Pass a Permanent Fund Dividend bill or come home

We wish the best for Alaska
legislators heading back to Juneau for the special session that starts on Monday.

Over the past months, lawmakers probably have received more than their fair share of frustrations from constituents, media and pundits alike — everyone’s a critic. In many ways, the Legislature has faced a lose-lose proposition. With money short, no matter how they do their job, somebody is going to be left unhappy and disenfranchised.

Whether decisions made to balance the budget result in a reduction of permanent fund dividend payments, or in reductions in funding to education or other government programs, cuts generally have the greatest impact on those least able to afford them. And that includes tax credits for oil companies, as the smaller explorers that have come to Cook Inlet are more reliant on incentives.

The measure currently on the table to partially address the state’s $3 billion-plus budget shortfall is Senate Bill 128, which passed the Senate but was voted down in the House Finance Committee. The bill would generate about $1.92 billion in revenue for state general fund spending. It’s not a total fix, and is intended to be the cornerstone of a package of spending reductions and other new revenue measures.

Indeed, it is clear that, short of a miraculous recovery in oil prices, there is any one measure that would work by itself. Alaska needs to take an all-of-the-above approach to address the current situation, and to ensure it doesn’t happen again.

The sticking point with SB 128 is that it restructures the way in which Permanent Fund Dividends are paid out. Alaskans would receive $1,000 dividends through 2018; after that, dividends would be paid out from a portion of a 5.25 percent draw on the Permanent Fund and a portion of oil royalties. The other part would go into the state’s general fund.

Numerous members of the Legislature, including some of those in the House Finance Committee who voted against advancing the bill, have said they will never touch the Permanent Fund.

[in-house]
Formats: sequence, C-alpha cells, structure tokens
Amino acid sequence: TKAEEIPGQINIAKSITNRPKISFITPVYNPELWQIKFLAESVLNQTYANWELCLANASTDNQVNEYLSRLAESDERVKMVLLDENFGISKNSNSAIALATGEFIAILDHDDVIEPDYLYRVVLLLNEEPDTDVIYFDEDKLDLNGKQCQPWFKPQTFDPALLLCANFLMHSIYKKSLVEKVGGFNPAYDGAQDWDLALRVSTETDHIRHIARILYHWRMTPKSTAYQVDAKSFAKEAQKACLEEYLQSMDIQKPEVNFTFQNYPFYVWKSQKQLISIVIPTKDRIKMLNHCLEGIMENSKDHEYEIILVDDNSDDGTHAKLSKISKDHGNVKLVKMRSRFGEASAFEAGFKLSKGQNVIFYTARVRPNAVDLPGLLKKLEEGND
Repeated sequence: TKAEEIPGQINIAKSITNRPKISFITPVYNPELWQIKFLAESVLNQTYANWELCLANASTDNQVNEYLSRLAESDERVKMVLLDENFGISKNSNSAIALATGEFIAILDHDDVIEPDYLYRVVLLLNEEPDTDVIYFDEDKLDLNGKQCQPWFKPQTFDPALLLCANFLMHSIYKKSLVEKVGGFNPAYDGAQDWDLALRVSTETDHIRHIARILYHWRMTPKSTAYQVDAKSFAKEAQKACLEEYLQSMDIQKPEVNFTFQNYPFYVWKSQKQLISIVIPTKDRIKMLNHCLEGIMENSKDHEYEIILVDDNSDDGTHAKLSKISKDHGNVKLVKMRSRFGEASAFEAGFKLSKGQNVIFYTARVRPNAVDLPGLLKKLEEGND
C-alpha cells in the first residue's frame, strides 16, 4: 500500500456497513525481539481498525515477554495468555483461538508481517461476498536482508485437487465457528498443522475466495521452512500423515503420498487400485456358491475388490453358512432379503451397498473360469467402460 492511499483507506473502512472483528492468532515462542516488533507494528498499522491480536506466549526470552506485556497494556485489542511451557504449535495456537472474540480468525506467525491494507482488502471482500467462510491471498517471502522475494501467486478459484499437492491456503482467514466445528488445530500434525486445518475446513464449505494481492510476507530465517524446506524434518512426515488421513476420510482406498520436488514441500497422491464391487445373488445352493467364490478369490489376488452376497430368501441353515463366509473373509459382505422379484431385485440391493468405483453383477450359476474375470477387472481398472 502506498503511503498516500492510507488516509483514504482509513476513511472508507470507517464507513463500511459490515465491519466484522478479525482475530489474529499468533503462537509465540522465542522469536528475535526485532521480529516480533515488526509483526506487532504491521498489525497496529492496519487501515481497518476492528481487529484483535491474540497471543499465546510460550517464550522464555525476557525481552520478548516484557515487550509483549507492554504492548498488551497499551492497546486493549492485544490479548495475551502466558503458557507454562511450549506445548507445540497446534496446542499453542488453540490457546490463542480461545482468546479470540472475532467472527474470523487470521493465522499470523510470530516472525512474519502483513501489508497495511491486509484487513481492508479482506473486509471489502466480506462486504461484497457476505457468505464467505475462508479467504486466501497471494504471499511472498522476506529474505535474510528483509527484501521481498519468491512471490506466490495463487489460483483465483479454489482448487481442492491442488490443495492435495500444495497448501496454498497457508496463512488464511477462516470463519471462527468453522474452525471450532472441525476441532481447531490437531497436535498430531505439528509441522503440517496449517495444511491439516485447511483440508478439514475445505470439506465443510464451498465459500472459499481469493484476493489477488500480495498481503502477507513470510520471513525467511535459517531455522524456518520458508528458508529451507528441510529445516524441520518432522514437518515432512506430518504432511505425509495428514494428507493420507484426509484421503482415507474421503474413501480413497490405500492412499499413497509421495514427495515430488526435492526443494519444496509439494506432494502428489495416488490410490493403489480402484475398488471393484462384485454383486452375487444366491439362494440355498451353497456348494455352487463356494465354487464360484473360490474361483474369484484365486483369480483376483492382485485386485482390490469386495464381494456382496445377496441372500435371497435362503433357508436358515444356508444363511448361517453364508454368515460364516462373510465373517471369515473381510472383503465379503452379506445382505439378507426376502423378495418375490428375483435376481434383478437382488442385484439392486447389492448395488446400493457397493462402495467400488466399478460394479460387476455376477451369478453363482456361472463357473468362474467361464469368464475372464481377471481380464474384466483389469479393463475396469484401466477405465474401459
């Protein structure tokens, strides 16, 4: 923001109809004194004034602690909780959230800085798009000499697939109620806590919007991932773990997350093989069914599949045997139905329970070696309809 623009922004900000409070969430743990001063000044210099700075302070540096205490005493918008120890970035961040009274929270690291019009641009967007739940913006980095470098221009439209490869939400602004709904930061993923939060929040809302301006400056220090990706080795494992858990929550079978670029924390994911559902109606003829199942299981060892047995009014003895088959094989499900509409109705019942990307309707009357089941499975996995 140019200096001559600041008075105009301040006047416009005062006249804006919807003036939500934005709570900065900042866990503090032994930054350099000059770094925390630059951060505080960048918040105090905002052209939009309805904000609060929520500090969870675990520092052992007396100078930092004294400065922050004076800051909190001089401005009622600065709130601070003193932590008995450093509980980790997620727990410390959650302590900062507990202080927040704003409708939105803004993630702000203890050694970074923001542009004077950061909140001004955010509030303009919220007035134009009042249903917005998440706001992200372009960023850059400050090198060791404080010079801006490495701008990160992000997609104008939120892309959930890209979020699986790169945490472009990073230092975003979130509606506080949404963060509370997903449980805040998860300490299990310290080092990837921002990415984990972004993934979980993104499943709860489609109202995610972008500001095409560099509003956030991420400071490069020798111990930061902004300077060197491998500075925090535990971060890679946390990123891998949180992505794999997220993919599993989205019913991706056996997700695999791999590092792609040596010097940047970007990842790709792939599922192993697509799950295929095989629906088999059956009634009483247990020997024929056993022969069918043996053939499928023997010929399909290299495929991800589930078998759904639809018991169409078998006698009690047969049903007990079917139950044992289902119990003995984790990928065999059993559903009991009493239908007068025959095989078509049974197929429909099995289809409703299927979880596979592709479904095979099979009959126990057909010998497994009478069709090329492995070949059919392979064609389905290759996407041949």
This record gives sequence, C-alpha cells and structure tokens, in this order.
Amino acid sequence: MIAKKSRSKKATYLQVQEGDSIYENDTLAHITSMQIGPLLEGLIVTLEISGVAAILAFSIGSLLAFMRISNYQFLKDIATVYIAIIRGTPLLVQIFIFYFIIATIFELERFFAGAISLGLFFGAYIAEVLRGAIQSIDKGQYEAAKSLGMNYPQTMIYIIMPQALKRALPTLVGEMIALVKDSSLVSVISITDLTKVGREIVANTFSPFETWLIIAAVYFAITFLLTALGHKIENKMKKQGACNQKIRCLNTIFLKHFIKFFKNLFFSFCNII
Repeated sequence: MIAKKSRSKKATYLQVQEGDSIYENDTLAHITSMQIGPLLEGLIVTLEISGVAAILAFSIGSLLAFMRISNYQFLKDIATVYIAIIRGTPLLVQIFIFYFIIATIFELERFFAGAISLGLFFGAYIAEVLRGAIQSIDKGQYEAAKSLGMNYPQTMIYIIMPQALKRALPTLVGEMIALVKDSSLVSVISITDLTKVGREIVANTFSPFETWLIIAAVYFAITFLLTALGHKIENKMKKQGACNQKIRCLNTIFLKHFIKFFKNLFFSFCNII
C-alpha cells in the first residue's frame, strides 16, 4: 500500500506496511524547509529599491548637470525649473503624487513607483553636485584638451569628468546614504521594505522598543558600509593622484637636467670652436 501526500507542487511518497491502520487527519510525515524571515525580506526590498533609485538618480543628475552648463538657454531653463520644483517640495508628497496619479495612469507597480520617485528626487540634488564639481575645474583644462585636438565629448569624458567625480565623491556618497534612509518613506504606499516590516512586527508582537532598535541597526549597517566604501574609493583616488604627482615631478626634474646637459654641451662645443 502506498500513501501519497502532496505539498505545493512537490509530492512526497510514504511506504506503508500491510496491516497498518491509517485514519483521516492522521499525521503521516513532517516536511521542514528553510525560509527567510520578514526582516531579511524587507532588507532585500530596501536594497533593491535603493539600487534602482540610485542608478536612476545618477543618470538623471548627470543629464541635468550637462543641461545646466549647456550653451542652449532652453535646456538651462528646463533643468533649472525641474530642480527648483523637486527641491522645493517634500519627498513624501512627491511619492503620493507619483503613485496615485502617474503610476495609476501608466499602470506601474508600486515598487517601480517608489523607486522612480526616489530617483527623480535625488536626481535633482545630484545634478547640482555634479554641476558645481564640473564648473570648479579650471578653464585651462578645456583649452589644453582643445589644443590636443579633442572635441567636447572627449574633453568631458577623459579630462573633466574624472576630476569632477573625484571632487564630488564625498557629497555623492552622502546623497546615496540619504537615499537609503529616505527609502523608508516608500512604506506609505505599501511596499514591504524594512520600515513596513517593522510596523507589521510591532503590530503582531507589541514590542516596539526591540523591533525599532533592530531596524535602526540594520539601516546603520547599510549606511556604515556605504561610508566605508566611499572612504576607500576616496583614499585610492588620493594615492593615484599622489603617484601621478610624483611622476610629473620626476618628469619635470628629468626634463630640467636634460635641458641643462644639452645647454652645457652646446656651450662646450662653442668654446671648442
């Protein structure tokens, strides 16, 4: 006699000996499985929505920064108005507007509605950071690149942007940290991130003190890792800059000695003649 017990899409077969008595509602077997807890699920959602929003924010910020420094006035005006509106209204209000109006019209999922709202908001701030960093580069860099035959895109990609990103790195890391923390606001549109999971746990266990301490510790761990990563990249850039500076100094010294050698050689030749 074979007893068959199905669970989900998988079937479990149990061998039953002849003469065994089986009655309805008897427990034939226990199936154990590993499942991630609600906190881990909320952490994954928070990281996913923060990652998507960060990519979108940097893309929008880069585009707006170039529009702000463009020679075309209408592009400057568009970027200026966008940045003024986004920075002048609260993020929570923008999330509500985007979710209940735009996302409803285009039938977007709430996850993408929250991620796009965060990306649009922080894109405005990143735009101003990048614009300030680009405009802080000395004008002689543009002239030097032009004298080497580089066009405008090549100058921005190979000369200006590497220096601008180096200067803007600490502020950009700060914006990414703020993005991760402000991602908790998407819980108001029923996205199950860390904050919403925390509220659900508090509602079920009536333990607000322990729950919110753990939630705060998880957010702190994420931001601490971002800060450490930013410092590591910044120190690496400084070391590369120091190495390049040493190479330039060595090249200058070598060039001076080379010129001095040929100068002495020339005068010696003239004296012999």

With lawmakers dug in, it does not seem likely that much can be accomplished in the upcoming session. In an interview with the Clarion on Wednesday, Lt. Gov. Byron Mallott expressed as much, noting that lawmakers were focused on their upcoming primaries and how the Legislature will be structured next year. For all intents and purposes, they have moved on from this year’s battles.

In our view, the best-case scenario for the upcoming session — as least the most realistic one — would be to see if, with a couple of weeks to think about it, House Finance could amend SB 128 to get one more vote (it failed on a 5-6 vote to end the last special session) and advance the measure to the full House. Perhaps Gov. Bill Walker’s budget vetoes will be enough to sway the vote.

House members likely already know whether there’s enough support in the House to pass the measure, but the public needs to see where they stand.

If there’s enough support pass a bill, let the conference committee go to work. If not, gavel out, come home and try again in January. We don’t like seeing inaction from the Legislature on the biggest issue facing the state, but we also don’t see a point in beating a dead horse.

And after two extended regular sessions and four previous special sessions, the 29th Alaska Legislature is starting to look pretty whupped.

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